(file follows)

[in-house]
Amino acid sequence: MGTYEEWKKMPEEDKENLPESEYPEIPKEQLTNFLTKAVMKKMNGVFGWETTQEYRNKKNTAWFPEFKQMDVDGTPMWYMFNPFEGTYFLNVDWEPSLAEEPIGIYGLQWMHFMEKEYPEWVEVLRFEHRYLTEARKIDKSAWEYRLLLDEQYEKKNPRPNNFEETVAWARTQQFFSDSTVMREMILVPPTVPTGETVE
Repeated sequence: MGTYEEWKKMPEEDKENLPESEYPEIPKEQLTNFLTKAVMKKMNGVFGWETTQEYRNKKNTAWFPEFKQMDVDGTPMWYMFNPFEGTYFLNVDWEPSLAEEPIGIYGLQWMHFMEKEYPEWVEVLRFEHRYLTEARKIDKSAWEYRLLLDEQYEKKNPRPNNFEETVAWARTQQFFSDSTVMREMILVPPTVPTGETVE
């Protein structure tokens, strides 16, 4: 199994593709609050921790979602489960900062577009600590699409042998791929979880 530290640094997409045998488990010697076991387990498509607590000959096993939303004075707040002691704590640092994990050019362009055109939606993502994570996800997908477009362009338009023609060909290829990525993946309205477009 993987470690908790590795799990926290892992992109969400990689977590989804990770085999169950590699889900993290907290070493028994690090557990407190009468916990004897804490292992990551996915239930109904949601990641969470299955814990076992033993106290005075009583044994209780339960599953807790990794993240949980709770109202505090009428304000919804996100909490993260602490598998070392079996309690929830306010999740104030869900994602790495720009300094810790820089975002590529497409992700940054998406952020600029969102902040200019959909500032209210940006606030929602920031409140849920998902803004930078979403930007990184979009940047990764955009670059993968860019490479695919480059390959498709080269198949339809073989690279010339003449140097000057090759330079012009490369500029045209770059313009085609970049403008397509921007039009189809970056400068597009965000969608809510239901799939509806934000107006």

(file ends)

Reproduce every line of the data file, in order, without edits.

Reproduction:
[in-house]
Amino acid sequence: MGTYEEWKKMPEEDKENLPESEYPEIPKEQLTNFLTKAVMKKMNGVFGWETTQEYRNKKNTAWFPEFKQMDVDGTPMWYMFNPFEGTYFLNVDWEPSLAEEPIGIYGLQWMHFMEKEYPEWVEVLRFEHRYLTEARKIDKSAWEYRLLLDEQYEKKNPRPNNFEETVAWARTQQFFSDSTVMREMILVPPTVPTGETVE
Repeated sequence: MGTYEEWKKMPEEDKENLPESEYPEIPKEQLTNFLTKAVMKKMNGVFGWETTQEYRNKKNTAWFPEFKQMDVDGTPMWYMFNPFEGTYFLNVDWEPSLAEEPIGIYGLQWMHFMEKEYPEWVEVLRFEHRYLTEARKIDKSAWEYRLLLDEQYEKKNPRPNNFEETVAWARTQQFFSDSTVMREMILVPPTVPTGETVE
């Protein structure tokens, strides 16, 4: 199994593709609050921790979602489960900062577009600590699409042998791929979880 530290640094997409045998488990010697076991387990498509607590000959096993939303004075707040002691704590640092994990050019362009055109939606993502994570996800997908477009362009338009023609060909290829990525993946309205477009 993987470690908790590795799990926290892992992109969400990689977590989804990770085999169950590699889900993290907290070493028994690090557990407190009468916990004897804490292992990551996915239930109904949601990641969470299955814990076992033993106290005075009583044994209780339960599953807790990794993240949980709770109202505090009428304000919804996100909490993260602490598998070392079996309690929830306010999740104030869900994602790495720009300094810790820089975002590529497409992700940054998406952020600029969102902040200019959909500032209210940006606030929602920031409140849920998902803004930078979403930007990184979009940047990764955009670059993968860019490479695919480059390959498709080269198949339809073989690279010339003449140097000057090759330079012009490369500029045209770059313009085609970049403008397509921007039009189809970056400068597009965000969608809510239901799939509806934000107006």